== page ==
Maybe he’s even pondering the big presidential decision by Harry Truman made 71 years ago, because for many of the rest of us, August 6 is Hiroshima Day.

Whatever. Meanwhile across town, in a big Houston pavilion, more than 20,000 people are jammed and jamming, screaming their lungs out for — the Dixie Chicks, in a raucous, triumphant concert that sold out in minutes months ago. It’s the Chicks’ first appearance in Houston in fifteen years.

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This month, the Chicks broke the record at their gig in Dallas, where they started out 20 years ago. (Last time they played Dallas, though, more than ten years back, they needed bodyguards. Srsly.)

Okay — I really have no idea what GWB was doing that day. But the part about the Chicks is the truth.

Continue reading “Ain’t had a prayer since I don’t know when . . . .”

New: A Religious Autobiography From “Interesting Times”

New: A Religious Autobiography From “Interesting Times”

“May you live in interesting times.”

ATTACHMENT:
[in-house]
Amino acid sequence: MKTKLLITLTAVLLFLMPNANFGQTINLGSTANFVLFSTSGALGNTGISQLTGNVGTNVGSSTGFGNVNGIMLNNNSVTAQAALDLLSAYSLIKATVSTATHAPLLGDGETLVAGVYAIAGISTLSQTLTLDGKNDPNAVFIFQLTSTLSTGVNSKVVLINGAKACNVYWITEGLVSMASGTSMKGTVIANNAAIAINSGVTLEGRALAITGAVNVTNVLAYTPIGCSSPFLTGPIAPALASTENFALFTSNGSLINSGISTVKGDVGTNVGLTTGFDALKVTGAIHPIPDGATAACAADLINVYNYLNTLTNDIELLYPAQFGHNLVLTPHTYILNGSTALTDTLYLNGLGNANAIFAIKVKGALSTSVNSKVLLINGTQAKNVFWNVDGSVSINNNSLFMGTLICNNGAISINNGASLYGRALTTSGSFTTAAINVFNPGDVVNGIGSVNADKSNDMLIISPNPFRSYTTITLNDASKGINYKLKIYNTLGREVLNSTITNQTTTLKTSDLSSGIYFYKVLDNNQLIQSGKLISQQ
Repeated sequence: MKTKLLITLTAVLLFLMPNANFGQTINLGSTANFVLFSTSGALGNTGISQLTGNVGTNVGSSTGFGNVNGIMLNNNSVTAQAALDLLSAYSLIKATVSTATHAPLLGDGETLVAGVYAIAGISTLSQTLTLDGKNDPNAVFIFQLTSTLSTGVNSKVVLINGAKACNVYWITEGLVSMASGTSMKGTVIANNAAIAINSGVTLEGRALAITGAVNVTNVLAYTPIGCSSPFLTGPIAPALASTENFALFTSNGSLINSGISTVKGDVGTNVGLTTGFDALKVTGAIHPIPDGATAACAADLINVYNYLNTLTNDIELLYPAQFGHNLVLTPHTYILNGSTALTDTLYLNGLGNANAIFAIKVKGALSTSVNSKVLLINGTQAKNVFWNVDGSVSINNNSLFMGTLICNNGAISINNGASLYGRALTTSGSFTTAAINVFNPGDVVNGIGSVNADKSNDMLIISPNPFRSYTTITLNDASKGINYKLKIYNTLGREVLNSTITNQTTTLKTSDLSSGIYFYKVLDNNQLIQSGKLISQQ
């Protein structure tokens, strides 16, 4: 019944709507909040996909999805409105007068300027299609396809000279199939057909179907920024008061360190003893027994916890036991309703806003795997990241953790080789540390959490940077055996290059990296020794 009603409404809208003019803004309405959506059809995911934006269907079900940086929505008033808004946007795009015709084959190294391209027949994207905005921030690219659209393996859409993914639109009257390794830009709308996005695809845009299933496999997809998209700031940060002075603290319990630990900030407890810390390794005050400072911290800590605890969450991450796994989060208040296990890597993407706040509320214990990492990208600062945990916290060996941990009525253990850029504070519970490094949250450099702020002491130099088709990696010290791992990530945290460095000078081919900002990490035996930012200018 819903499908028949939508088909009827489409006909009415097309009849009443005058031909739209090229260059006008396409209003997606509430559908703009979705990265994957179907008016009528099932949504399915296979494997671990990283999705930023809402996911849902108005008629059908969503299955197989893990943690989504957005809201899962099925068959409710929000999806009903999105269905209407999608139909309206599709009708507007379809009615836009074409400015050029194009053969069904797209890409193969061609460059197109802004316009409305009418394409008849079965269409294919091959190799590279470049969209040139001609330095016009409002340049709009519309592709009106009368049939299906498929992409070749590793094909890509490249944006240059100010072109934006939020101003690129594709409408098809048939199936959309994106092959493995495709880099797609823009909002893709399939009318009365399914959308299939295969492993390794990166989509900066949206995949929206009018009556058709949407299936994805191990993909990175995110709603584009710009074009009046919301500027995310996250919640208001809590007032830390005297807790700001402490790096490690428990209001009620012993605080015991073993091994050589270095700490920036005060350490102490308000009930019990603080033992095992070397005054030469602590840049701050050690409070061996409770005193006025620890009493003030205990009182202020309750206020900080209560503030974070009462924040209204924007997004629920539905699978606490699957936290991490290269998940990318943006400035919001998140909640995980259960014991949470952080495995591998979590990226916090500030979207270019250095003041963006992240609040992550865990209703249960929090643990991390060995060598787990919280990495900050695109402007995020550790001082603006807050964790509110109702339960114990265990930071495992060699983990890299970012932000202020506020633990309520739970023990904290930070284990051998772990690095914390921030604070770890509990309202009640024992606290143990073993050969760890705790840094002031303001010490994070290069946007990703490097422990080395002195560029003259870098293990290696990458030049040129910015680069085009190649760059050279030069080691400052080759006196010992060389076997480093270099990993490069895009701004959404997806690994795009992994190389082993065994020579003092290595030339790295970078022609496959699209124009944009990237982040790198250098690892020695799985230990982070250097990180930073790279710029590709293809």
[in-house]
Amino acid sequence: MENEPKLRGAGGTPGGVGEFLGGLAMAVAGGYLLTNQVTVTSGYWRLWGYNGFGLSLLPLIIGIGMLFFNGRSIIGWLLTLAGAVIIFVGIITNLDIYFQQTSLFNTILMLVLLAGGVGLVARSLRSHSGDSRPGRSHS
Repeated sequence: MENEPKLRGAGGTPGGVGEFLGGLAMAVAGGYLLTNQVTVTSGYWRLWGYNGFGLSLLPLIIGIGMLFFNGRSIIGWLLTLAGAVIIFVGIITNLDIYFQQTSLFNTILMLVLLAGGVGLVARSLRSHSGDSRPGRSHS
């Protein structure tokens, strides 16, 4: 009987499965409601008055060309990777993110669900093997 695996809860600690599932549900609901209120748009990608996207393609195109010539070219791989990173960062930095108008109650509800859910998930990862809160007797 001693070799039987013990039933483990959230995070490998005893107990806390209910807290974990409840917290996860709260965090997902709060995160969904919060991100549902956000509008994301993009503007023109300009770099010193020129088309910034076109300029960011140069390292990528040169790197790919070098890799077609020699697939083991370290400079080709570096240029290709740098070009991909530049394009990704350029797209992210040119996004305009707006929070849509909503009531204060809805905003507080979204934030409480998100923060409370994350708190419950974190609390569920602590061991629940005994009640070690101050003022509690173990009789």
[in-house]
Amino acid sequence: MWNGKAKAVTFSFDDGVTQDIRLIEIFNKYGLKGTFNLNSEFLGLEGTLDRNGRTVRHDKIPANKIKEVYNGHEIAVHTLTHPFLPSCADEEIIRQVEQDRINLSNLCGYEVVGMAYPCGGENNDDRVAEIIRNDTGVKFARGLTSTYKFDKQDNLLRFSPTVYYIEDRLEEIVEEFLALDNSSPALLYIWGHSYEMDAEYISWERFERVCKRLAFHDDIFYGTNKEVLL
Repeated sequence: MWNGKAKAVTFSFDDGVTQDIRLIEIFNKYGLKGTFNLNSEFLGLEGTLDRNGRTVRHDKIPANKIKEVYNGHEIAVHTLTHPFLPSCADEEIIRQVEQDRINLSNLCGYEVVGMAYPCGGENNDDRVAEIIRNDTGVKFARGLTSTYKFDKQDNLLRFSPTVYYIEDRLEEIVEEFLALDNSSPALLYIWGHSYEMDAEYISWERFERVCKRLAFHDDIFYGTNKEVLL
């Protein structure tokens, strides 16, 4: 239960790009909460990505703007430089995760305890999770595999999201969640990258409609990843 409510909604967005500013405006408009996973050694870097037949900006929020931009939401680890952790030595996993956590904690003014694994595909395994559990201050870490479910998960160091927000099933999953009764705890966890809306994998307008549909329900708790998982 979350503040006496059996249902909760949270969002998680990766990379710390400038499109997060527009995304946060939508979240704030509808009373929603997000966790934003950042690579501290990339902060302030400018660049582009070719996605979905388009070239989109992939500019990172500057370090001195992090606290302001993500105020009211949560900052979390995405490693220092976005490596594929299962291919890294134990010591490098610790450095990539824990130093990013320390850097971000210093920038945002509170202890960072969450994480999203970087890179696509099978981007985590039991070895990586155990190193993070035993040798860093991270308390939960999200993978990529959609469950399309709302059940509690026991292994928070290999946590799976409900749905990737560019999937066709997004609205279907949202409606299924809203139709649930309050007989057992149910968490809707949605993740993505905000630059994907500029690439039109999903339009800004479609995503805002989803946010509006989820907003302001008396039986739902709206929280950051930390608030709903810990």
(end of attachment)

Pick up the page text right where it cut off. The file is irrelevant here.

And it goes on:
That’s a curse, remember? And 2016 marks fifty years for me among  Friends–a half century of almost nonstop “interesting times.” 

I’ve begun putting my experience of this era on paper, in a “religious autobiography, called Meetings. It’s now available.

If I believed in reincarnation, I’d be burning incense & spinning prayer wheels asking that on the next go-round, could the higher powers arrange for the times to be  possibly a bit less interesting? Say with fewer wars, more time to catch my breath, smell the roses, take the long walks on the beach–

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Who am I kidding?

Continue reading New: A Religious Autobiography From “Interesting Times”

Northwest YM Leaders Kick The LGBT Expulsion Can Down the Road

Northwest YM Leaders Kick The LGBT Expulsion Can Down the Road

Northwest Leaders Kick the LGBT Expulsion Can Down The Road

BREAKING: Two sources in Northwest Yearly Meeting confirmed late Friday Jan. 21, 2016 that the YM Administrative Council {AC} is deadlocked on the appeals calling for reinstatement of West Hills Friends [WHF}, expelled last summer for being an LGBT inclusive church.

Continue reading Northwest YM Leaders Kick The LGBT Expulsion Can Down the Road